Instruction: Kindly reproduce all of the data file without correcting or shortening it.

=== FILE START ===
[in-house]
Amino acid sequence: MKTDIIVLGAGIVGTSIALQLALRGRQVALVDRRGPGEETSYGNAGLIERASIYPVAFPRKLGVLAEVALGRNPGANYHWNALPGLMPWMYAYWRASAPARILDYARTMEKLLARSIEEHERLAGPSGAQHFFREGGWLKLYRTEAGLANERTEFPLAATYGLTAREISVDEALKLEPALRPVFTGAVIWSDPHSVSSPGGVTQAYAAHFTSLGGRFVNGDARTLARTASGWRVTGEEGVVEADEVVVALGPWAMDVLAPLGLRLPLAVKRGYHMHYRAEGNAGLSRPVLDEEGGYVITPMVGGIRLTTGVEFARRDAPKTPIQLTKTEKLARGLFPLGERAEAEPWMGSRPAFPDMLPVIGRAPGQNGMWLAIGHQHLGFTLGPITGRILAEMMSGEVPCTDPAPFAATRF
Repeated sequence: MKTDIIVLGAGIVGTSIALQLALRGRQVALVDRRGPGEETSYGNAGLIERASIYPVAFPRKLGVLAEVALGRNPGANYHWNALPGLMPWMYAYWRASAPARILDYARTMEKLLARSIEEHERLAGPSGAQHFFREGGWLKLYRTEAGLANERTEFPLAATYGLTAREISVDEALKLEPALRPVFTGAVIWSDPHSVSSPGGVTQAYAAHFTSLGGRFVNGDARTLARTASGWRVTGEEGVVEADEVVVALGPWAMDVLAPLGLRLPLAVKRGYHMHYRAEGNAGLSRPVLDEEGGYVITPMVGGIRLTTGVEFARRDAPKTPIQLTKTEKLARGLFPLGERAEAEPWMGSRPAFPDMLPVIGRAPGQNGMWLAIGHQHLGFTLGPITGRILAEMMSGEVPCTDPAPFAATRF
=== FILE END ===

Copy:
[in-house]
Amino acid sequence: MKTDIIVLGAGIVGTSIALQLALRGRQVALVDRRGPGEETSYGNAGLIERASIYPVAFPRKLGVLAEVALGRNPGANYHWNALPGLMPWMYAYWRASAPARILDYARTMEKLLARSIEEHERLAGPSGAQHFFREGGWLKLYRTEAGLANERTEFPLAATYGLTAREISVDEALKLEPALRPVFTGAVIWSDPHSVSSPGGVTQAYAAHFTSLGGRFVNGDARTLARTASGWRVTGEEGVVEADEVVVALGPWAMDVLAPLGLRLPLAVKRGYHMHYRAEGNAGLSRPVLDEEGGYVITPMVGGIRLTTGVEFARRDAPKTPIQLTKTEKLARGLFPLGERAEAEPWMGSRPAFPDMLPVIGRAPGQNGMWLAIGHQHLGFTLGPITGRILAEMMSGEVPCTDPAPFAATRF
Repeated sequence: MKTDIIVLGAGIVGTSIALQLALRGRQVALVDRRGPGEETSYGNAGLIERASIYPVAFPRKLGVLAEVALGRNPGANYHWNALPGLMPWMYAYWRASAPARILDYARTMEKLLARSIEEHERLAGPSGAQHFFREGGWLKLYRTEAGLANERTEFPLAATYGLTAREISVDEALKLEPALRPVFTGAVIWSDPHSVSSPGGVTQAYAAHFTSLGGRFVNGDARTLARTASGWRVTGEEGVVEADEVVVALGPWAMDVLAPLGLRLPLAVKRGYHMHYRAEGNAGLSRPVLDEEGGYVITPMVGGIRLTTGVEFARRDAPKTPIQLTKTEKLARGLFPLGERAEAEPWMGSRPAFPDMLPVIGRAPGQNGMWLAIGHQHLGFTLGPITGRILAEMMSGEVPCTDPAPFAATRF